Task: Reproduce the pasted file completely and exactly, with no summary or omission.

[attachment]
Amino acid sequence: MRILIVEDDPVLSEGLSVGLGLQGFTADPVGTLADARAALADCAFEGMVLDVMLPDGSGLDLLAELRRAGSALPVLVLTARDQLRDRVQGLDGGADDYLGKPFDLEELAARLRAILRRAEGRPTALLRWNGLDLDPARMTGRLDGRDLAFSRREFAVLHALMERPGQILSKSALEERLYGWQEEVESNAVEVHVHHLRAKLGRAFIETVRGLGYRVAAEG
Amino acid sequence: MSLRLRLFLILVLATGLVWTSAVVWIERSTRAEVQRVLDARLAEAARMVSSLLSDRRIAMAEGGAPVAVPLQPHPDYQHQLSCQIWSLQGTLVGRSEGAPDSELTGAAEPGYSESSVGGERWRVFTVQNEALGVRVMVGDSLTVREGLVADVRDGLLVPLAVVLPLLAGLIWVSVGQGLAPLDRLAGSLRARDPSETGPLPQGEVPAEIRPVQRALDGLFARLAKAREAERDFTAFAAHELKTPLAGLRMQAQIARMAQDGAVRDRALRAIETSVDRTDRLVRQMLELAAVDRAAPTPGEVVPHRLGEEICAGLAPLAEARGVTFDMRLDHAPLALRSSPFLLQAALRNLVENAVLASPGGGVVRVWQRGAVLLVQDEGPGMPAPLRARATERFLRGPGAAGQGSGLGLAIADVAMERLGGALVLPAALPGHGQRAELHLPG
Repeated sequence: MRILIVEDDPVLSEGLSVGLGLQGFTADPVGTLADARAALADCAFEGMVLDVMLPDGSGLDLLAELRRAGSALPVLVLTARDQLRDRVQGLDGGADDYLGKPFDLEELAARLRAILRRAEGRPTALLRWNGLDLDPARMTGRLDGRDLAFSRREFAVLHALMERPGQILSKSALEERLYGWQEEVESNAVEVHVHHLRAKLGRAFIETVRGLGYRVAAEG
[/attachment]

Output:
Amino acid sequence: MRILIVEDDPVLSEGLSVGLGLQGFTADPVGTLADARAALADCAFEGMVLDVMLPDGSGLDLLAELRRAGSALPVLVLTARDQLRDRVQGLDGGADDYLGKPFDLEELAARLRAILRRAEGRPTALLRWNGLDLDPARMTGRLDGRDLAFSRREFAVLHALMERPGQILSKSALEERLYGWQEEVESNAVEVHVHHLRAKLGRAFIETVRGLGYRVAAEG
Amino acid sequence: MSLRLRLFLILVLATGLVWTSAVVWIERSTRAEVQRVLDARLAEAARMVSSLLSDRRIAMAEGGAPVAVPLQPHPDYQHQLSCQIWSLQGTLVGRSEGAPDSELTGAAEPGYSESSVGGERWRVFTVQNEALGVRVMVGDSLTVREGLVADVRDGLLVPLAVVLPLLAGLIWVSVGQGLAPLDRLAGSLRARDPSETGPLPQGEVPAEIRPVQRALDGLFARLAKAREAERDFTAFAAHELKTPLAGLRMQAQIARMAQDGAVRDRALRAIETSVDRTDRLVRQMLELAAVDRAAPTPGEVVPHRLGEEICAGLAPLAEARGVTFDMRLDHAPLALRSSPFLLQAALRNLVENAVLASPGGGVVRVWQRGAVLLVQDEGPGMPAPLRARATERFLRGPGAAGQGSGLGLAIADVAMERLGGALVLPAALPGHGQRAELHLPG
Repeated sequence: MRILIVEDDPVLSEGLSVGLGLQGFTADPVGTLADARAALADCAFEGMVLDVMLPDGSGLDLLAELRRAGSALPVLVLTARDQLRDRVQGLDGGADDYLGKPFDLEELAARLRAILRRAEGRPTALLRWNGLDLDPARMTGRLDGRDLAFSRREFAVLHALMERPGQILSKSALEERLYGWQEEVESNAVEVHVHHLRAKLGRAFIETVRGLGYRVAAEG